NH3 volatilization rate (% of N application)

 

Flooding (if applicable)

Additional information (remarks)a

 

Residues left in field

   

Crop

   

a. Additional information on the measurement such as year/season of measurement, information on soil, crop or fertilizer management, the volume of air flowing through the forced draught chambers, specific characteristics of the fertilizer used, specific weather events important for explaining the measured volatilization rates.


The various research papers used different methods to determine soil pH, cation exchange capacity (CEC), carbon content, texture, etc. In addition, they sometimes reported temperature as air temperature, and in other cases as soil temperature. This report ignored these differences and used the reported values as such.

For NH3 losses, the first objective of this report is to summarize the available literature on NH3 volatilization from the application of mineral N fertilizers and animal manure to crops and grasslands in order to assess the factors that regulate NH3 volatilization. A second objective is to describe the relationships found between regulating factors and NH3 volatilization rates in an empirical summary model, and to use this model for a global-scale extrapolation on the basis of national fertilizer statistics and land-use data.

The data set of measurements (primarily from the reviewed literature) contains data for almost 1 900 individual measurements. Table 2 presents details of the available information on the environmental conditions, soil properties and measurement techniques for each measurement provided in the literature.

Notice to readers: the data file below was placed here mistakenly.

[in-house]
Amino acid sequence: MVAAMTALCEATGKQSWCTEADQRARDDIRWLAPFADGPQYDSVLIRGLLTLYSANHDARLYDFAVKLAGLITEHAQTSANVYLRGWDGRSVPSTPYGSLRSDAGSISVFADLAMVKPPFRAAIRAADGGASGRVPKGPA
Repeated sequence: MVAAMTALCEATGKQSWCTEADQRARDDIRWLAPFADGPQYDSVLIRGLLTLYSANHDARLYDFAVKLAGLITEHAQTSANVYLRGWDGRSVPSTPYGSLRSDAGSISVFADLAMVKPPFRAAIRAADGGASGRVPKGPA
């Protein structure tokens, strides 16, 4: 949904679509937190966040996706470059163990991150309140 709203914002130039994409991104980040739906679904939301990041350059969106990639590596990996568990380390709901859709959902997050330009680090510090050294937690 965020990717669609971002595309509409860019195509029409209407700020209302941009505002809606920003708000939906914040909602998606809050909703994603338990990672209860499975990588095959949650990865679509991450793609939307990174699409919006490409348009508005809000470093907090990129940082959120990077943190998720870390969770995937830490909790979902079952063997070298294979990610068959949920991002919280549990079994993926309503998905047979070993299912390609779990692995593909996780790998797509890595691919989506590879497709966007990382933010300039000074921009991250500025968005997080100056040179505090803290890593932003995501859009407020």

This report does not use data on the effect of controlled-release and stabilized fertilizers and chemical additives used to reduce NH3 volatilization as their use also is still very limited on the global scale. In addition, the report does not include NH3 losses from stored manure and plants.

The analysis of the complete set of literature data to assess relationships between the various regulating factors and N2O and NO emission rates and NH3 volatilization rates made use of Genstat 5 release 4.1 (PC/Windows NT).

Contrary to many studies using regression analysis, this report used the Residual Maximum Likelihood (REML) directive of Genstat for summarizing the data set and developing models relating gas emissions to controlling factors. REML is appropriate for analyzing unbalanced data sets with missing values. By assuming all factor classes to have an equal number of observations, REML balances the emission for factors not represented by the full range of environmental and management conditions.

Chapter 2 discusses the factors that regulate N2O and NOx emissions and NH3 volatilization. Chapter 3 presents the different measurement techniques used in determining N2O and NOx emissions and NH3 volatilization rates, as it is important to know the characteristics of each technique for the interpretation of flux estimates in comparison with those obtained with other techniques. Chapter 4 analyses the data collected for this study in order to determine the major regulating factors and their effect on N2O and NO emissions and NH3 losses. Chapter 5 extrapolates the results up to global estimates based on fertilizer statistics and geographic data for the regulating factors. Finally, Chapter 6 presents some conclusions.